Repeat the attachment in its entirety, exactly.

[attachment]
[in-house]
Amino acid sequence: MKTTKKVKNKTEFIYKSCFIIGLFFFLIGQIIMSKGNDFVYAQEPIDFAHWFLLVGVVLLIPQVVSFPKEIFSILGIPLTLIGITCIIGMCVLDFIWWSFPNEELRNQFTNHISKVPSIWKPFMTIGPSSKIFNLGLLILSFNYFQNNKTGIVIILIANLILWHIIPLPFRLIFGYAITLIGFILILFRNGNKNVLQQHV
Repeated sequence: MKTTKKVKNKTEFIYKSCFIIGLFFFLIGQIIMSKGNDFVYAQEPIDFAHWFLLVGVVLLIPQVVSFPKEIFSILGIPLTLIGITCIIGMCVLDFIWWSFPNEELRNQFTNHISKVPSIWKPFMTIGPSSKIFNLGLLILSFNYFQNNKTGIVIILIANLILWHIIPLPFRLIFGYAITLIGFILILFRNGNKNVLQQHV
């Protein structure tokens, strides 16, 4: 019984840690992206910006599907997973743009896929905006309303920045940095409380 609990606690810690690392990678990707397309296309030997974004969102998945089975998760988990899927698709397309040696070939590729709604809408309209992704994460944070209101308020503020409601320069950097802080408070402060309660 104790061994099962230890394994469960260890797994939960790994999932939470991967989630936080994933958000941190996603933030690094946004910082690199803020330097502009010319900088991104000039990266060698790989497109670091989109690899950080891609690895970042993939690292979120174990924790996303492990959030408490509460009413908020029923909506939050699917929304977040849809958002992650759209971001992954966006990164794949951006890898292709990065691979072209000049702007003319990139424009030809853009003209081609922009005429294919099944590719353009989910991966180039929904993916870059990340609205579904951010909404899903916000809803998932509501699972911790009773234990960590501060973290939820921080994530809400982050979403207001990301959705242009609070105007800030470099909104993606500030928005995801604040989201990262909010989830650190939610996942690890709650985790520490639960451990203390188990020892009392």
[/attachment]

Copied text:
[in-house]
Amino acid sequence: MKTTKKVKNKTEFIYKSCFIIGLFFFLIGQIIMSKGNDFVYAQEPIDFAHWFLLVGVVLLIPQVVSFPKEIFSILGIPLTLIGITCIIGMCVLDFIWWSFPNEELRNQFTNHISKVPSIWKPFMTIGPSSKIFNLGLLILSFNYFQNNKTGIVIILIANLILWHIIPLPFRLIFGYAITLIGFILILFRNGNKNVLQQHV
Repeated sequence: MKTTKKVKNKTEFIYKSCFIIGLFFFLIGQIIMSKGNDFVYAQEPIDFAHWFLLVGVVLLIPQVVSFPKEIFSILGIPLTLIGITCIIGMCVLDFIWWSFPNEELRNQFTNHISKVPSIWKPFMTIGPSSKIFNLGLLILSFNYFQNNKTGIVIILIANLILWHIIPLPFRLIFGYAITLIGFILILFRNGNKNVLQQHV
């Protein structure tokens, strides 16, 4: 019984840690992206910006599907997973743009896929905006309303920045940095409380 609990606690810690690392990678990707397309296309030997974004969102998945089975998760988990899927698709397309040696070939590729709604809408309209992704994460944070209101308020503020409601320069950097802080408070402060309660 104790061994099962230890394994469960260890797994939960790994999932939470991967989630936080994933958000941190996603933030690094946004910082690199803020330097502009010319900088991104000039990266060698790989497109670091989109690899950080891609690895970042993939690292979120174990924790996303492990959030408490509460009413908020029923909506939050699917929304977040849809958002992650759209971001992954966006990164794949951006890898292709990065691979072209000049702007003319990139424009030809853009003209081609922009005429294919099944590719353009989910991966180039929904993916870059990340609205579904951010909404899903916000809803998932509501699972911790009773234990960590501060973290939820921080994530809400982050979403207001990301959705242009609070105007800030470099909104993606500030928005995801604040989201990262909010989830650190939610996942690890709650985790520490639960451990203390188990020892009392």